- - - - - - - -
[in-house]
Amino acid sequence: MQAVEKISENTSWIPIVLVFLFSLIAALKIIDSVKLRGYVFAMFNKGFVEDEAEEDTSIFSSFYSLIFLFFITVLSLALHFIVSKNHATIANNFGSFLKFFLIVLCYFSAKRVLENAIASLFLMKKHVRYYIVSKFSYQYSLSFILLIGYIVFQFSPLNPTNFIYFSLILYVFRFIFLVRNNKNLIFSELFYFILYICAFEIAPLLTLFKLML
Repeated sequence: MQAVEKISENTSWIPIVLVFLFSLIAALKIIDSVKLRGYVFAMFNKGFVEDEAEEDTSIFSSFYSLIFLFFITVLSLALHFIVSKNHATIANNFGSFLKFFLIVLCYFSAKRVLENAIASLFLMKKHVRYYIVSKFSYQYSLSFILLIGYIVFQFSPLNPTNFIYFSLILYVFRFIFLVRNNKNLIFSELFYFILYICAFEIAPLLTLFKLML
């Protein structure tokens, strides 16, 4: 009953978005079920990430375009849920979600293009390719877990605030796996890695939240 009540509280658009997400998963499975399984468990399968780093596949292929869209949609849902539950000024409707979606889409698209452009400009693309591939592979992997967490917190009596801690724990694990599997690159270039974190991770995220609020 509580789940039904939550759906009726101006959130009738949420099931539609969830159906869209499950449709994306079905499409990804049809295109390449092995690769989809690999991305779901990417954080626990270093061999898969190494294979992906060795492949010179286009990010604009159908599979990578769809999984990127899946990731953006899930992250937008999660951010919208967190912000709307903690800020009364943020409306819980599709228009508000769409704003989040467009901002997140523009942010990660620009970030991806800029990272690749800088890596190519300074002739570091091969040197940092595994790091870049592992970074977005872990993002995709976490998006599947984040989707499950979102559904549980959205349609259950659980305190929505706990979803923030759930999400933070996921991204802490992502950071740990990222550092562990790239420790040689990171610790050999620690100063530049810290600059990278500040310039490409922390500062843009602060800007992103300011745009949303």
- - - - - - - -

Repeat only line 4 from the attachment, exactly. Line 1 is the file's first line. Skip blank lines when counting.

């Protein structure tokens, strides 16, 4: 009953978005079920990430375009849920979600293009390719877990605030796996890695939240 009540509280658009997400998963499975399984468990399968780093596949292929869209949609849902539950000024409707979606889409698209452009400009693309591939592979992997967490917190009596801690724990694990599997690159270039974190991770995220609020 509580789940039904939550759906009726101006959130009738949420099931539609969830159906869209499950449709994306079905499409990804049809295109390449092995690769989809690999991305779901990417954080626990270093061999898969190494294979992906060795492949010179286009990010604009159908599979990578769809999984990127899946990731953006899930992250937008999660951010919208967190912000709307903690800020009364943020409306819980599709228009508000769409704003989040467009901002997140523009942010990660620009970030991806800029990272690749800088890596190519300074002739570091091969040197940092595994790091870049592992970074977005872990993002995709976490998006599947984040989707499950979102559904549980959205349609259950659980305190929505706990979803923030759930999400933070996921991204802490992502950071740990990222550092562990790239420790040689990171610790050999620690100063530049810290600059990278500040310039490409922390500062843009602060800007992103300011745009949303």